Racconto of Compensations

In Chile, there have been different forms of compensation, such as:

  • Flat fee: In this case, there is a flat payment of the debt outstanding that the investor holds in his or her possession. The minimum and maximum range that the Chilean market has seen has been relatively wide, with payments as low as 10 bps and as high as 100 bps over the outstanding.
  • Flat fee/duration: In this case, there is a payment that increases per year of duration or in tranches (e.g., 20 bps per year of duration).
  • Flat fee/outstanding: In this case, there is a fixed payment (in UF or in CLP) for each tranche of debt outstanding (e.g., UF50 for each UF5,000).

As presented in Figures 4 and 5, based on a sample of 59 completed covenant changes and/or waivers in more than 25 companies that issued corporate bonds between 2003 and 2016, the most common form of compensation for bondholders was flat fee (53%), followed by flat fee/duration (29%); meanwhile the flat fee/outstanding type accounted for 5%. On the other hand, 12% did not include any form of compensation.

  • Flat fee: The median fee was 50 bps while the average fee was 53 bps.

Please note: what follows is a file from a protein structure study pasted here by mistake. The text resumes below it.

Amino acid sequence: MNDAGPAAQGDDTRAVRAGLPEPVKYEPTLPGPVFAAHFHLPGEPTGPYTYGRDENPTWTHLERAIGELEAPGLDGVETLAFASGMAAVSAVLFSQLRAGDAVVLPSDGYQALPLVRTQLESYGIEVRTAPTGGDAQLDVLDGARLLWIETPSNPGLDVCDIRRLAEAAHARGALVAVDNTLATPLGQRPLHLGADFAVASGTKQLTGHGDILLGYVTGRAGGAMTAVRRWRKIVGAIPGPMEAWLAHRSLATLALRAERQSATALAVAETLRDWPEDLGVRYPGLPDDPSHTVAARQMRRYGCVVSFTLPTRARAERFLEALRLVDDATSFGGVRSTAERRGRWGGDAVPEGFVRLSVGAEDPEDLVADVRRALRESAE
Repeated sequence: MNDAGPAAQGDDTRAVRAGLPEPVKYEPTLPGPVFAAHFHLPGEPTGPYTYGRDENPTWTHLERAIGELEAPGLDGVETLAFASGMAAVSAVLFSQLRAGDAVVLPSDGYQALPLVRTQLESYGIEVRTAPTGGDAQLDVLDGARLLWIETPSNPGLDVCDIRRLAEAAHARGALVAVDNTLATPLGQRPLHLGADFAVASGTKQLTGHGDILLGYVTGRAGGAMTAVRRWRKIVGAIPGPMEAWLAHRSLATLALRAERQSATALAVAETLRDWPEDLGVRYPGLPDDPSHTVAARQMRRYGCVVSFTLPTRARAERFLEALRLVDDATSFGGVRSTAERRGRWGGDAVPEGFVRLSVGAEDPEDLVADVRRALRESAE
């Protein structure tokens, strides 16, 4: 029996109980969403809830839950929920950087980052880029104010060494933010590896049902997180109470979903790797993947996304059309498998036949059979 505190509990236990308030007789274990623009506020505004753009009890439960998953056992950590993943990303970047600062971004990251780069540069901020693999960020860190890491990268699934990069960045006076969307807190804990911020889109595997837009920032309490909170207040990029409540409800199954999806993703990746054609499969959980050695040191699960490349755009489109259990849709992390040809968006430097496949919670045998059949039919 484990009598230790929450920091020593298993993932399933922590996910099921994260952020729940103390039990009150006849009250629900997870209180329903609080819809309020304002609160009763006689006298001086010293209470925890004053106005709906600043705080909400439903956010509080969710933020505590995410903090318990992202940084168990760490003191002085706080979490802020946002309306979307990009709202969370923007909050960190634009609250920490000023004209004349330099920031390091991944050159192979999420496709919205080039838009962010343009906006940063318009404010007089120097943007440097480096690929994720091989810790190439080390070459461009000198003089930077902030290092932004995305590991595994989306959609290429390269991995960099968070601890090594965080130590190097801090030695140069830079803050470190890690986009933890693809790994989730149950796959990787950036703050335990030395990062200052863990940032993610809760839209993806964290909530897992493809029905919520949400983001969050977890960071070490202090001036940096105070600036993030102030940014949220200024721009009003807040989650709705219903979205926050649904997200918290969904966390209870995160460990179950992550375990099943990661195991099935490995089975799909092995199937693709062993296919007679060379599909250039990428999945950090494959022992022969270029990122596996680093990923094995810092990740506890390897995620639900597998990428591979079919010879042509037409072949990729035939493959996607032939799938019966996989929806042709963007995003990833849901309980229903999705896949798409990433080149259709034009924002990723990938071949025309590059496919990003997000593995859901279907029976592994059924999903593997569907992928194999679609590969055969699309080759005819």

• Flat fee/duration: The median fee was 20 bps per year of duration while the average was 24 bps per year of duration.
  • Flat fee/outstanding: The median fee was 82 bps while the average was 129 bps; in this case, the data was calculated over the ceiling of the range (e.g., UF50/UF5,000).

Figure 4. Renegotiation Fees.

Figure 4 Source: Author database.

Figure 5. Renegotiation Fees.

Figure 5

Source: Author database.

Management’s History: Trust Is Key in Covenant Renegotiations

Trust is not only a key part in contracts but also in business success and economic prosperity, or what Fukuyama (1995) calls “spontaneous sociability.” A company’s character is one of the four C’s in credit analysis, along with covenants, capacity and collateral, according to Fabozzi (2007). In this context, success in bond renegotiations is subject to trust between the management and investors based on management’s history. In Chile, trust is an even more important part of successful bond renegotiations and waiver requests mainly due to the following.

  1. A relatively small market: Chile’s weight in the MSCI EM LatAm Index was 9.2%, as of November 30, 2018.